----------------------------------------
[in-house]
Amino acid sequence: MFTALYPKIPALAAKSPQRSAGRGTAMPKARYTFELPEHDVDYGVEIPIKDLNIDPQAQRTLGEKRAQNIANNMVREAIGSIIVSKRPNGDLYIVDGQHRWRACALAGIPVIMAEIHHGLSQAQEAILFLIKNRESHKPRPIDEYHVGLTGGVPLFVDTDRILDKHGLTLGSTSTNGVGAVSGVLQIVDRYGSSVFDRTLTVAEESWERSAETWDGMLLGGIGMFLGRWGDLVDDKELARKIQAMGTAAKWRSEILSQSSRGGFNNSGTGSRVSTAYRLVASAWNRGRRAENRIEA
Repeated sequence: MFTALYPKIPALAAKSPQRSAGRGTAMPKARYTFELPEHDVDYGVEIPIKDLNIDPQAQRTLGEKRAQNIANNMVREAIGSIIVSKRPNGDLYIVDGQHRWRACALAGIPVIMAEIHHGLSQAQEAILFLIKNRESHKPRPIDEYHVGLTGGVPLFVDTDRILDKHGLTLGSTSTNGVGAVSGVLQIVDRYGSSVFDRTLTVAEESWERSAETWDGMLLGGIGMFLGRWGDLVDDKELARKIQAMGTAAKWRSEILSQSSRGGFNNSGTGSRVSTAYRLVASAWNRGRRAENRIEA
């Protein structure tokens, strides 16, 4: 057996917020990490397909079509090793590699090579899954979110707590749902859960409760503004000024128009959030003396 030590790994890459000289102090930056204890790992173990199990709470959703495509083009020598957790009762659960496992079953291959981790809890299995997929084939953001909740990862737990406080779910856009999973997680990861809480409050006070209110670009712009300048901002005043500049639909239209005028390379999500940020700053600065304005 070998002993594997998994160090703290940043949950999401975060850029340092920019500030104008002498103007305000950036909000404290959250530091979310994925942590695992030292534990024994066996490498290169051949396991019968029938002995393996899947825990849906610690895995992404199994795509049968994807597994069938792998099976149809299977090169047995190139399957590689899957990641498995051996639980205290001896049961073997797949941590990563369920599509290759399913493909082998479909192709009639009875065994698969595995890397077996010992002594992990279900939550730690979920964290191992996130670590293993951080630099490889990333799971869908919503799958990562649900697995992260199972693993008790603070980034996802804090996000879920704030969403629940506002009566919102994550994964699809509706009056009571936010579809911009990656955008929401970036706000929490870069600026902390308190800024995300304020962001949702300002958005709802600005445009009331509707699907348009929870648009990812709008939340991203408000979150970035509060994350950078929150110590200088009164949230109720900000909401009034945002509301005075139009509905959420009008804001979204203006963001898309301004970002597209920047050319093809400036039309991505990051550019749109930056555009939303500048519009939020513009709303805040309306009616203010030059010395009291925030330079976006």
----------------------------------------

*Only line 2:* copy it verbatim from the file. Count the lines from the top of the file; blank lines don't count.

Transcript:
Amino acid sequence: MFTALYPKIPALAAKSPQRSAGRGTAMPKARYTFELPEHDVDYGVEIPIKDLNIDPQAQRTLGEKRAQNIANNMVREAIGSIIVSKRPNGDLYIVDGQHRWRACALAGIPVIMAEIHHGLSQAQEAILFLIKNRESHKPRPIDEYHVGLTGGVPLFVDTDRILDKHGLTLGSTSTNGVGAVSGVLQIVDRYGSSVFDRTLTVAEESWERSAETWDGMLLGGIGMFLGRWGDLVDDKELARKIQAMGTAAKWRSEILSQSSRGGFNNSGTGSRVSTAYRLVASAWNRGRRAENRIEA